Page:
Recidivism – closely related to the word ‘relapse’ – implies that one has changed or been rehabilitated… then changed back! It also proceeds for the concept of ‘corrections’ so dominant in the penal activity elements of our society.
Someone in SA is willing to certify that a terrorist has been rehabilitated after a rehab process?? What is wrong with the minds that try to determine such things??
The reason Guantanamo exists in not for corrections (which implies due process) – it is for confinement or for detention. The very reason Gitmo was chosen is because it’s not on US soil and thus provides planned prohibitions on due process. The fact that they are not on US soil is intentional because we do not want to grant them access to US courts where normal US rightsd (such as habeas corpus) must be granted.
These are men that we caught on battlefields participating as combatants. It’s folly to entertain the idea that they might be open to a process of ‘correction’ or even ‘brainwashing’.
These characters won’t change, corrections won’t ‘take’ and that should not be the goal in the first place, especially when we admit that Gitmo is offshore for the very reason of depriving them of due process. Due process is not a concept you apply to enemy combatants in a war. It’s not a concept contained in the Geneva Conventions, either.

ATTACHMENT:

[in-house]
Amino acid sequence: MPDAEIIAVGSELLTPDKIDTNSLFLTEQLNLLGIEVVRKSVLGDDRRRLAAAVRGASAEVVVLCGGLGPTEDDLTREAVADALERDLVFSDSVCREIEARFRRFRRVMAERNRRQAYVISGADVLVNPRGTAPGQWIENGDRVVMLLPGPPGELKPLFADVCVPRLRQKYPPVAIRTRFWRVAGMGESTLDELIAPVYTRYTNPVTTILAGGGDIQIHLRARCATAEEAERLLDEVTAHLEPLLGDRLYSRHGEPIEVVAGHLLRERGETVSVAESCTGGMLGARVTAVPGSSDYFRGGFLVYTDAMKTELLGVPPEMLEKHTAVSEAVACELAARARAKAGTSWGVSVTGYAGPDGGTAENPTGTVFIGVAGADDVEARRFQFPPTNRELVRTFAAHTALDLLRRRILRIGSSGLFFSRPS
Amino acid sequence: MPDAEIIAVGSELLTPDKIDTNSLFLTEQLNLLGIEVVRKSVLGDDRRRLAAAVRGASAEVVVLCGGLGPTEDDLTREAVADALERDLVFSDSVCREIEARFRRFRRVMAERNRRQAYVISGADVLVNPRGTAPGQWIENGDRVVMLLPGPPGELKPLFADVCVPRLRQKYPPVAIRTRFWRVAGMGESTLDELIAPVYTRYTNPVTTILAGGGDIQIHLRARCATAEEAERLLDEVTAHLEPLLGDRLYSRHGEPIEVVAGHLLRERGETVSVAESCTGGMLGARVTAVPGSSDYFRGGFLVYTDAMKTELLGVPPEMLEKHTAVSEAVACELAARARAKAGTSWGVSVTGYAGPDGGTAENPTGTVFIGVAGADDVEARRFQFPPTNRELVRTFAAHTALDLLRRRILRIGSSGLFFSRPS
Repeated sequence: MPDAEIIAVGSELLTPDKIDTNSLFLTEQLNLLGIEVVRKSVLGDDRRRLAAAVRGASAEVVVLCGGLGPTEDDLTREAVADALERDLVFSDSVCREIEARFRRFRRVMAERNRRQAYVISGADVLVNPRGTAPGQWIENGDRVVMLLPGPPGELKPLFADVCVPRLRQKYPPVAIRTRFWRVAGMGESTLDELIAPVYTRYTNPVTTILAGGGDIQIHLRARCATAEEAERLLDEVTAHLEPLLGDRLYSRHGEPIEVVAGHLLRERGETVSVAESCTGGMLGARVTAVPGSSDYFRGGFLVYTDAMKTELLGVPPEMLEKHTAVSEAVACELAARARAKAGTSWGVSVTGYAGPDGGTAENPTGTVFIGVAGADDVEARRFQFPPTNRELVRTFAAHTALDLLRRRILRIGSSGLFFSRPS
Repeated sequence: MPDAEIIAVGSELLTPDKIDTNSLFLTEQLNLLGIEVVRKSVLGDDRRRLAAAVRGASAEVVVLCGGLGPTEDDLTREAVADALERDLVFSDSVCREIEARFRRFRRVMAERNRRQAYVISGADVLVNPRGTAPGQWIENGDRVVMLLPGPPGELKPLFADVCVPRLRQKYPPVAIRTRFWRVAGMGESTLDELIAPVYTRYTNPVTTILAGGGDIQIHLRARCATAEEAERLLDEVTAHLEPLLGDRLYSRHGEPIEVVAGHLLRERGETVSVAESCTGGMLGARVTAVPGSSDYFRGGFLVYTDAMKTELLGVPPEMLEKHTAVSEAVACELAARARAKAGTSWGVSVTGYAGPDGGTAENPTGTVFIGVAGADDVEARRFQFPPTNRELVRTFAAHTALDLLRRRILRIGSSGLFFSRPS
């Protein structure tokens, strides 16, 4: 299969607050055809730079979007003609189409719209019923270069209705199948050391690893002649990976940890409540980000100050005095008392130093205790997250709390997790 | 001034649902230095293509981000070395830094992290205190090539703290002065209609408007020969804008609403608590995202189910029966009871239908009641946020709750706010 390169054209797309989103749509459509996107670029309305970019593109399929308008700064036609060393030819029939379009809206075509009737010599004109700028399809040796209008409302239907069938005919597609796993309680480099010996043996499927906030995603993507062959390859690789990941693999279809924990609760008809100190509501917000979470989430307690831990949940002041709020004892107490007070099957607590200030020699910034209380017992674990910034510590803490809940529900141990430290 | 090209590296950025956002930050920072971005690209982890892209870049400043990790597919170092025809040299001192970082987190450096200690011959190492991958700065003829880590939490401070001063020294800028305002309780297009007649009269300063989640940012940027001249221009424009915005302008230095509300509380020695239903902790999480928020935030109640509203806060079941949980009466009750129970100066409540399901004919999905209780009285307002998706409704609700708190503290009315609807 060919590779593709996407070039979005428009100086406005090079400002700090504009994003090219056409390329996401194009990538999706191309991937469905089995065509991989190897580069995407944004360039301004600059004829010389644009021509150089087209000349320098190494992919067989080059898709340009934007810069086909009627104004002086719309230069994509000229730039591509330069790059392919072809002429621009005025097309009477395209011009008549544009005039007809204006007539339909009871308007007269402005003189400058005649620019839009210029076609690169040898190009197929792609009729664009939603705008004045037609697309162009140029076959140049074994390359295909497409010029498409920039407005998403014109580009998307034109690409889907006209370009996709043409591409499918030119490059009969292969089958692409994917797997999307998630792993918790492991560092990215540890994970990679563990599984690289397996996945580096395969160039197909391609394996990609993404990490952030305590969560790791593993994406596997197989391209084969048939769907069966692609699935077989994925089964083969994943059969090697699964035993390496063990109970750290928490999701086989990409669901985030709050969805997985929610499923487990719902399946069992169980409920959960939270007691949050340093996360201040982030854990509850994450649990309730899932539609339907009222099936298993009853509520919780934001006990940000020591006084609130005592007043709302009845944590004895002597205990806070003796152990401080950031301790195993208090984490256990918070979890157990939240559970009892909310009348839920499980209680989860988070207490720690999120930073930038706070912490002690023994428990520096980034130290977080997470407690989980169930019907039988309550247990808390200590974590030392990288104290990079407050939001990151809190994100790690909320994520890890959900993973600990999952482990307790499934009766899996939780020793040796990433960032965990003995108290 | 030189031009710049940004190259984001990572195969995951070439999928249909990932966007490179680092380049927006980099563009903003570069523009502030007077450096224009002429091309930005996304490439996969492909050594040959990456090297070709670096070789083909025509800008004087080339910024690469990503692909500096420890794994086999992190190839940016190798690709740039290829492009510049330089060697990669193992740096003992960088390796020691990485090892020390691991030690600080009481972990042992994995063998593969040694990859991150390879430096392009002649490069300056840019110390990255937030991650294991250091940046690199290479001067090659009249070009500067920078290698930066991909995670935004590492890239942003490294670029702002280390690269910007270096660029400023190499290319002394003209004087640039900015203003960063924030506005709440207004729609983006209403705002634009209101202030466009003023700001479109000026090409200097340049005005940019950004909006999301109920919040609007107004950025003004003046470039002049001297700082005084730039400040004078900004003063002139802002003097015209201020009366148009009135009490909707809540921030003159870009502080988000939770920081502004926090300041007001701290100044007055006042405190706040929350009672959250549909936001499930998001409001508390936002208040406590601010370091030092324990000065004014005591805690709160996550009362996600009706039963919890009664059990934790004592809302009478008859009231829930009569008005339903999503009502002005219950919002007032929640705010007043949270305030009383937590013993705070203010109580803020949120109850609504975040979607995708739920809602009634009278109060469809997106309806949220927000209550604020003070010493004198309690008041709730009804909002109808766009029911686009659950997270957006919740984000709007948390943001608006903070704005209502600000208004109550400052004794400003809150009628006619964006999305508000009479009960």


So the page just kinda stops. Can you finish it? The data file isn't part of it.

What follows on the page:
If we don’t put our foot down refuse to have the conversation about recidivism without embarking in a ‘correction’ of the concepts we are discussing, we can expect to lose the argument.
It may be a painful hair to split, but when we capture an enemy combatant on the battlefield, we make no moral distiction about whether that person’s actions were right or wrong. We judge simply that they were on the battlefield, bearing arms, and thus we detain them for the duration.
If we allow the concept that detainees are criminals entitled to due process, then we must also grant that other nations can try our soldiers for ‘crimes’ when our soldiers are captured. I think most would agree that this is not a good precedent to set. Our supreme court may occasionally and sadly look offshore for precedent these days, but non-US courts are frequently far, far more bold. Once a foreign court decides – hey, the US tries them, we should too – then we are in deep, deep doo-doo for good.
After only a few trials offshore like this, a draft would be an absolute requirement.
We are capable of pointing out that the conversation contains concepts that don’t apply. Our failure to do this is one of the reasons we seem to be ‘losing’ this argument with the left.